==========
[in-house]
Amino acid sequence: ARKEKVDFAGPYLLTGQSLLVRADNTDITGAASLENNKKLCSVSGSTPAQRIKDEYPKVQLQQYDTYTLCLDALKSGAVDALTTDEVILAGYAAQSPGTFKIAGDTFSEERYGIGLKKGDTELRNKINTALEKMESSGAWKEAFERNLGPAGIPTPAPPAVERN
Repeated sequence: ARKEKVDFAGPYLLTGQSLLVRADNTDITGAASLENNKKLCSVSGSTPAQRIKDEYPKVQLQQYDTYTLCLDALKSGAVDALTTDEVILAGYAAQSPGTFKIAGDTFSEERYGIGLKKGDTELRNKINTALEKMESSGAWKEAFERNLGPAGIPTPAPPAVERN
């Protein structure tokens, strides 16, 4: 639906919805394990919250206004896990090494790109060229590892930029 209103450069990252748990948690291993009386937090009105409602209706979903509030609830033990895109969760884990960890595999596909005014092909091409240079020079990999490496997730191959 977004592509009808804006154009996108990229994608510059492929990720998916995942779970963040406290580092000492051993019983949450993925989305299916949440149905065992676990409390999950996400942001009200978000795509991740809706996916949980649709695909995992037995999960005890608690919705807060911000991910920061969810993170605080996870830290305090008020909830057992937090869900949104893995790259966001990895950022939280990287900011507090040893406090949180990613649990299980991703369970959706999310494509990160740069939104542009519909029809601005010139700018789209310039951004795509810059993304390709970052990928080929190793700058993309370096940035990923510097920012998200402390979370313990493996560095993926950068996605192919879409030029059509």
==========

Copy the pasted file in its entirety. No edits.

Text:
[in-house]
Amino acid sequence: ARKEKVDFAGPYLLTGQSLLVRADNTDITGAASLENNKKLCSVSGSTPAQRIKDEYPKVQLQQYDTYTLCLDALKSGAVDALTTDEVILAGYAAQSPGTFKIAGDTFSEERYGIGLKKGDTELRNKINTALEKMESSGAWKEAFERNLGPAGIPTPAPPAVERN
Repeated sequence: ARKEKVDFAGPYLLTGQSLLVRADNTDITGAASLENNKKLCSVSGSTPAQRIKDEYPKVQLQQYDTYTLCLDALKSGAVDALTTDEVILAGYAAQSPGTFKIAGDTFSEERYGIGLKKGDTELRNKINTALEKMESSGAWKEAFERNLGPAGIPTPAPPAVERN
């Protein structure tokens, strides 16, 4: 639906919805394990919250206004896990090494790109060229590892930029 209103450069990252748990948690291993009386937090009105409602209706979903509030609830033990895109969760884990960890595999596909005014092909091409240079020079990999490496997730191959 977004592509009808804006154009996108990229994608510059492929990720998916995942779970963040406290580092000492051993019983949450993925989305299916949440149905065992676990409390999950996400942001009200978000795509991740809706996916949980649709695909995992037995999960005890608690919705807060911000991910920061969810993170605080996870830290305090008020909830057992937090869900949104893995790259966001990895950022939280990287900011507090040893406090949180990613649990299980991703369970959706999310494509990160740069939104542009519909029809601005010139700018789209310039951004795509810059993304390709970052990928080929190793700058993309370096940035990923510097920012998200402390979370313990493996560095993926950068996605192919879409030029059509």